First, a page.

October 13, 2009
Mon, 12 Oct 2009 19:53:32 -0400, Adam D. Ruppe thusly wrote:

> In addition to GUI components, I also want to support local file and sound access, along with a few other things. It sucks when you are using an X program and it decides to blare sound out of your home computer when you are using the app from your work computer!
> 
> Or it is a real pain in the ass to have to save the file in X, then scp it over to open it in a local program.
> 
> These things should Just Work, and it isn't hard to implement, so I'll be setting that up too.

Nomachine NX does pretty much what you are describing here. It is not equivalent technically but very similar and backwards compatible.
October 13, 2009
"David Gileadi" <foo@bar.com> wrote in message news:hb24km$pm8$1@digitalmars.com...
> Nick Sabalausky wrote:
>> Video game developers don't make multiplayer games by sending a compressed video stream of the fully-rendered frame - they know that would be unusable. Instead, they just send the minimum higher-level information that's actually needed, like "PlayerA changed direction 72 degrees" (over-simplification, of course). And they send it to a client that'll never insist on crap like interpreted JS or open-for-interpretation standards. And when there's a technology that's inadequate for their needs, like TCP, they make a proper replacement instead of hacking in a half-assed "solution" on top of the offender, TCP. And it works great even though those programs have visuals that are *far* more complex than a typical GUI app. So why can't a windowing toolkit be extended to do the same? And do so *without* building it on top such warped, crumbling, mis-engineered foundations as (X)HTML, Ajax, etc.?
>
> This is generally true, although see OnLive (http://www.onlive.com/).  I hear it works better than you'd expect, but don't have much interest in actually trying it.

Yea, I've heard of that. I'm extremely skeptical though. Even at *absolute* best, I still can't imagine it having less lag than one of those laggy HDTVs, which I already consider entirely inadequate for gaming. Plus they'd essentially have to have a whole high-end gaming rig (plus all the higher-end-than-usual video-capture/compression and network needs) for each simultaneous user, which I'd imagine would either make the subscription fee absurdly high, lead to 90's-AOL-style too-many-connection issues, or send them right into bankruptcy. It's just unnecessary bandwidth/latency bloat.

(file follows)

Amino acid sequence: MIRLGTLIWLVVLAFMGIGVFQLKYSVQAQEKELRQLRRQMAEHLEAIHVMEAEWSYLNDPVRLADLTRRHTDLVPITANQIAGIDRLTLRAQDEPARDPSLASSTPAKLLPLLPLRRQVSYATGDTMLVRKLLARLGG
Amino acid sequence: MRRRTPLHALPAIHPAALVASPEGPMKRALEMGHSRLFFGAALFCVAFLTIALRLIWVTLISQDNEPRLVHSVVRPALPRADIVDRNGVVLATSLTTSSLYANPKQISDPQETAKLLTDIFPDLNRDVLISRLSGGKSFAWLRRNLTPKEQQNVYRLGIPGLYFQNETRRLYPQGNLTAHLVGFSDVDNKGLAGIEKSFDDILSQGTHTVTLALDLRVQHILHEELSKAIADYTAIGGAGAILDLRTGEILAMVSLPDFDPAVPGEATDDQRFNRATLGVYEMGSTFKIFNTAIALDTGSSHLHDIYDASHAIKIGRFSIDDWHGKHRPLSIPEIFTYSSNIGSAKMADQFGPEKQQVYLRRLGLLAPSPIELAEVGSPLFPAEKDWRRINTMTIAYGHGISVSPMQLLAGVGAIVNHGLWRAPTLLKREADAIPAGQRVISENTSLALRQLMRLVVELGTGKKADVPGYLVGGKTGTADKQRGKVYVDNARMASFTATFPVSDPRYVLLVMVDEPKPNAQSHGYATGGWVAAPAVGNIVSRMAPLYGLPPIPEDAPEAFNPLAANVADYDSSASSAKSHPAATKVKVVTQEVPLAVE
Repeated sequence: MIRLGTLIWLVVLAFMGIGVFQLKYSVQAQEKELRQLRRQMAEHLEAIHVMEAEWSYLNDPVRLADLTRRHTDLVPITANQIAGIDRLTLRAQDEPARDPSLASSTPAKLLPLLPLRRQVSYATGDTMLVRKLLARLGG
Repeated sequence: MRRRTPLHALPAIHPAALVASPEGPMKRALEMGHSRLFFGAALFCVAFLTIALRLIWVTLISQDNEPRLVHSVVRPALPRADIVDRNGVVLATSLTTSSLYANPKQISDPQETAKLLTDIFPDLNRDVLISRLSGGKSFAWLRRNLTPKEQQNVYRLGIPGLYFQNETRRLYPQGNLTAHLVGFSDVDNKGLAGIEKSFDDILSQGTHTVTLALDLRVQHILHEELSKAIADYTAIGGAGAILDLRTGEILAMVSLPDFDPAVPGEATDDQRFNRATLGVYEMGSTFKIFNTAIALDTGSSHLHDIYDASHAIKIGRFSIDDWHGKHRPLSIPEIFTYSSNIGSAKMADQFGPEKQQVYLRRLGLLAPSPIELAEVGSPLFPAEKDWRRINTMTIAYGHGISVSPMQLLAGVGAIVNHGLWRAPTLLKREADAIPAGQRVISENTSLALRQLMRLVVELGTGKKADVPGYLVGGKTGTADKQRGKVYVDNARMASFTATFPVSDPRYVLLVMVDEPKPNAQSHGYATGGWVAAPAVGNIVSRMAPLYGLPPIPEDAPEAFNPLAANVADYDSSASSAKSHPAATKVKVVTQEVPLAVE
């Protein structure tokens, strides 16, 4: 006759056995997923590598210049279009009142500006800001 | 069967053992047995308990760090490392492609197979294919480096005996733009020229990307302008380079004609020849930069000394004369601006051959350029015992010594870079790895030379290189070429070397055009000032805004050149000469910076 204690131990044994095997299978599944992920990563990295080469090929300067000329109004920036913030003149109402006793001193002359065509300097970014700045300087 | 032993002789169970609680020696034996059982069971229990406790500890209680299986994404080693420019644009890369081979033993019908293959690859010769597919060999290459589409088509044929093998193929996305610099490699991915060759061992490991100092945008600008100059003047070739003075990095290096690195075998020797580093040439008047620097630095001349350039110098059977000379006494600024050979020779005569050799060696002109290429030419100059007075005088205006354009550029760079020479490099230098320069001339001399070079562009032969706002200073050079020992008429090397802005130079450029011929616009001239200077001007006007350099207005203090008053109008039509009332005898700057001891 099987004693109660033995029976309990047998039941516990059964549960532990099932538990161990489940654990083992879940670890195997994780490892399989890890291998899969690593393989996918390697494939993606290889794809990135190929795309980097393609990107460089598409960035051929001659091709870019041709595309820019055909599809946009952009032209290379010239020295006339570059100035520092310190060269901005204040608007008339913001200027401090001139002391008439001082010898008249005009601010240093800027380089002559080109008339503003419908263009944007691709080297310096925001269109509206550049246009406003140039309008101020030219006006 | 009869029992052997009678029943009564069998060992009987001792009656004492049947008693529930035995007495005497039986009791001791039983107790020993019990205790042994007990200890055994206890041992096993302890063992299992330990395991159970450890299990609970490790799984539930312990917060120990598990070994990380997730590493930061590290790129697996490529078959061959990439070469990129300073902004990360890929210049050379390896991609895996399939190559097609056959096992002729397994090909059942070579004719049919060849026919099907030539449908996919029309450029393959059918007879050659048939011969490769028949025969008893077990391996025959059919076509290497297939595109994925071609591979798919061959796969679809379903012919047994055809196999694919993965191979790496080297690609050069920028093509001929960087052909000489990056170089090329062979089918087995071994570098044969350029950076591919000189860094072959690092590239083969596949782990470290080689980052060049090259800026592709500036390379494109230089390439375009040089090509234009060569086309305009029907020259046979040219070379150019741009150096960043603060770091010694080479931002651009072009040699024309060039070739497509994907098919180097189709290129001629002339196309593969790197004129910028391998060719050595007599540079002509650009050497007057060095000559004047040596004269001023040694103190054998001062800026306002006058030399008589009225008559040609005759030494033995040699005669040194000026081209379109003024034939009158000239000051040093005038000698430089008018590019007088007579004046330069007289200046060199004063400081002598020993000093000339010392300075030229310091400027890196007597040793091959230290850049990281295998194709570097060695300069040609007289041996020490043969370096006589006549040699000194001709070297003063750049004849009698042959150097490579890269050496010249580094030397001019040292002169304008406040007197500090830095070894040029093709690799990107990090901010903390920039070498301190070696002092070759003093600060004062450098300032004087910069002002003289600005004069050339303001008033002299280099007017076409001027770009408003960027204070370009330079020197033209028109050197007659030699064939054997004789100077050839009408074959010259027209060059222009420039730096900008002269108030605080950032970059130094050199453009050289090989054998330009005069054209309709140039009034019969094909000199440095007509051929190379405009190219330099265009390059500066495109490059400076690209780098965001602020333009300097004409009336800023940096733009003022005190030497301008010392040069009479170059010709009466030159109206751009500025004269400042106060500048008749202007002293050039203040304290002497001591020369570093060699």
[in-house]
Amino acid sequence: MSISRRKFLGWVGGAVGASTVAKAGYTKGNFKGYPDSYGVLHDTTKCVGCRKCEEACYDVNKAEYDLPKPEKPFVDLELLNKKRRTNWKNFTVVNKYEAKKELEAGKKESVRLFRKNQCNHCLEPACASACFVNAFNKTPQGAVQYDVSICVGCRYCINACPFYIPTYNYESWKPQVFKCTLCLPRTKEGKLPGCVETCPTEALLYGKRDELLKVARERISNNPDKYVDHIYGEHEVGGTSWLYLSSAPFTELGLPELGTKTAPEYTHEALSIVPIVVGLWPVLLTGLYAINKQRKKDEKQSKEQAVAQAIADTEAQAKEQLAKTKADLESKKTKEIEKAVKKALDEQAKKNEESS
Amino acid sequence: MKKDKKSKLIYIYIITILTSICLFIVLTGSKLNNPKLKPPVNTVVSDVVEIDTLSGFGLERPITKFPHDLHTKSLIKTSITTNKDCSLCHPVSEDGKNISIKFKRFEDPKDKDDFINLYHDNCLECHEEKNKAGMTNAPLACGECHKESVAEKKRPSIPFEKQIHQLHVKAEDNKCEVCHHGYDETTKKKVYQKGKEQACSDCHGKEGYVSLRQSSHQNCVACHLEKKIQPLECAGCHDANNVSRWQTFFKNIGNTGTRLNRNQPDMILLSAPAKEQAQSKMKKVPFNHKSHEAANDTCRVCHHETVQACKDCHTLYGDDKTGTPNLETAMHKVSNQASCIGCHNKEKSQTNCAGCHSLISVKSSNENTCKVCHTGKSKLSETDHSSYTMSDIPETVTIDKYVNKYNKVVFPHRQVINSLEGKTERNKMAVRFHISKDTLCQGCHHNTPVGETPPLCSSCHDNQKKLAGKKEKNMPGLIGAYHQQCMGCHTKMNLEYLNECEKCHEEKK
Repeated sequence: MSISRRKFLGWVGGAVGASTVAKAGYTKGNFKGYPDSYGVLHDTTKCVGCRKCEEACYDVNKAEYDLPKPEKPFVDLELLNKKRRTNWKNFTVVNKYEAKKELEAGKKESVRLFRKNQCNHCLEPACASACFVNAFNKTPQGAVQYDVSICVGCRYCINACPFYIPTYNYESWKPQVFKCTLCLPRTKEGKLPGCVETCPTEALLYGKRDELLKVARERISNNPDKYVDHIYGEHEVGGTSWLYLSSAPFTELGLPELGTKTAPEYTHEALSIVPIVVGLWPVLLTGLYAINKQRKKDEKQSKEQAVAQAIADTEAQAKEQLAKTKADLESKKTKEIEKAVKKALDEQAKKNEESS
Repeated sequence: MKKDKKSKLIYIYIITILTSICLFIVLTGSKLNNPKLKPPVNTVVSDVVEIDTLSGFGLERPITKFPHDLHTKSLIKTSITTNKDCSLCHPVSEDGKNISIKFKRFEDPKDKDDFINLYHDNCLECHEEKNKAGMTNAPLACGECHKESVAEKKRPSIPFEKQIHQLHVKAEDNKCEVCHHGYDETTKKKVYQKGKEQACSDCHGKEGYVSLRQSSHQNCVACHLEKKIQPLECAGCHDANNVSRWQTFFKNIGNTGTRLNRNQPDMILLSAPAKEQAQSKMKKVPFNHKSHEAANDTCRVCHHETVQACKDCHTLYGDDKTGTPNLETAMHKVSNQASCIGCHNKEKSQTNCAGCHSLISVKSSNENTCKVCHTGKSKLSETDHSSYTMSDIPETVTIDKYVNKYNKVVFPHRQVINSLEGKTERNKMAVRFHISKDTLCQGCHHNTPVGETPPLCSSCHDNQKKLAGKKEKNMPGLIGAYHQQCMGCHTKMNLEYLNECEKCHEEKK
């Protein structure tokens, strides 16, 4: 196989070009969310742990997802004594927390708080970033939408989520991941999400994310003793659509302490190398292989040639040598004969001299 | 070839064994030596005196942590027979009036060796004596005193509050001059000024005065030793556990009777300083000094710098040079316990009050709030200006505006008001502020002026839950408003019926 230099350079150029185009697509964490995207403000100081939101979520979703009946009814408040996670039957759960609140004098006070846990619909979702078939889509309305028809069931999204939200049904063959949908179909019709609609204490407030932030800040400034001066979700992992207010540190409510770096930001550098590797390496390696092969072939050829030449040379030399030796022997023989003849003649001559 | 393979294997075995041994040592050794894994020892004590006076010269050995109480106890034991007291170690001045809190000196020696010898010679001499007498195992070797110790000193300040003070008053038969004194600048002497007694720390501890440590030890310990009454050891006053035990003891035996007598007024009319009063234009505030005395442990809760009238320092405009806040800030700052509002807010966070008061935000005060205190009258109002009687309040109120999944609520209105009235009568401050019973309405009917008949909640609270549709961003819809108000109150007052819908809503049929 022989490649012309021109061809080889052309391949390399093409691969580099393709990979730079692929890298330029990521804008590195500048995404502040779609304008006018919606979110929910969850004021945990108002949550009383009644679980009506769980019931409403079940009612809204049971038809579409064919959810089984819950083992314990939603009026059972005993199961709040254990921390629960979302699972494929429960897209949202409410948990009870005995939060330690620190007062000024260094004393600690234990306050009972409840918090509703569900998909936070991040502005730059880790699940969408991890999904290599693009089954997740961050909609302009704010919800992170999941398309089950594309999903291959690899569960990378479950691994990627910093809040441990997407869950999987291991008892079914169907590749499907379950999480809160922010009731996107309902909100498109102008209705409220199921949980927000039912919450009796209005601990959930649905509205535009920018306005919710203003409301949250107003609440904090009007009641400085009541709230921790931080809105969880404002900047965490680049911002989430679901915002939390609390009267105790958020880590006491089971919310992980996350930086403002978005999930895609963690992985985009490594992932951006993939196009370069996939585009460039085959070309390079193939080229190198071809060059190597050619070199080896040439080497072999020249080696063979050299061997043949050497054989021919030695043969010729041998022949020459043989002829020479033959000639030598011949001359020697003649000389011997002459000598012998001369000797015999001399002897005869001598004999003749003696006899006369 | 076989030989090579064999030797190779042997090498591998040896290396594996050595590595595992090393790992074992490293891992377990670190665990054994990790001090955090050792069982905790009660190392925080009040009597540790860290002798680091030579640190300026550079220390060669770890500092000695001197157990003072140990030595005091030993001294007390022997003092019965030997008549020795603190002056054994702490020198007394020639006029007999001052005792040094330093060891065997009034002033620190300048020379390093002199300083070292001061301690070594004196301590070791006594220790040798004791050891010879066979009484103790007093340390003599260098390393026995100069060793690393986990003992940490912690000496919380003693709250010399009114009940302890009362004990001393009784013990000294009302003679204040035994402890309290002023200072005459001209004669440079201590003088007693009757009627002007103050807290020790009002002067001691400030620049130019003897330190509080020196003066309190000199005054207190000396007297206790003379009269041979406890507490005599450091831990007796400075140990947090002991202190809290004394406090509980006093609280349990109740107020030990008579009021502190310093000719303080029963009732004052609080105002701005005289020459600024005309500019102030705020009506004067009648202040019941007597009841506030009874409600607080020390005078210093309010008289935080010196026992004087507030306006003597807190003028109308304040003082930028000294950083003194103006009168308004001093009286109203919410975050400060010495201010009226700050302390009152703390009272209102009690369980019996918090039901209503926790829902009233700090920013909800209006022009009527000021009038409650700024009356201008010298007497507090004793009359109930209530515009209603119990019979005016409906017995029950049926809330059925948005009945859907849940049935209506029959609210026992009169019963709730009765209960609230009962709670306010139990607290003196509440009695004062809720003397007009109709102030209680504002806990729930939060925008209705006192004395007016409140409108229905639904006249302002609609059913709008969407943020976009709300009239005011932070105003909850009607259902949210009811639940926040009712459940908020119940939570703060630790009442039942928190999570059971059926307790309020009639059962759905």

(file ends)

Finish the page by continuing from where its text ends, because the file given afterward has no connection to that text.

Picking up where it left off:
October 13, 2009
Mon, 12 Oct 2009 19:09:11 -0400, Nick Sabalausky thusly wrote:
> A different branch of the this topic started taking about (or rather, bashing on) web-apps-being-used-as-desktop-apps, and I mentioned I felt that was ass-backwards and that the focus should be the other way around: making desktop apps work on the web.
> 
[snip]

> And do so *without* building it on
> top such warped, crumbling, mis-engineered foundations as (X)HTML, Ajax,
> etc.?

You have probably lived under a rock these days. This is the way the world is moving. If something can be made Web 2.0 compatible, it is also what will happen. A new platform might come up in 201x or 202x, but nowadays the best we have got is Web 2.0. Ever used twitter, facebook, google wave (or any google's services) etc. ? Large part of the online enterprises have already jumped on the wagon, not only early adopters. Modern browsers such as opera 10, firefox 3.5, safari, and chrome already support the latest standards.
October 13, 2009
Tue, 13 Oct 2009 10:33:54 +0200, Ary Borenszweig thusly wrote:

> language_fan wrote:
>  > "Practical" languages
>> have lots of boiler-plate, and I can easily generate hundreds of lines of code with a couple of key combinations or mouse clicks.
> 
> Can you give some examples? I can only think of some that generate some lines of code, not hundreds.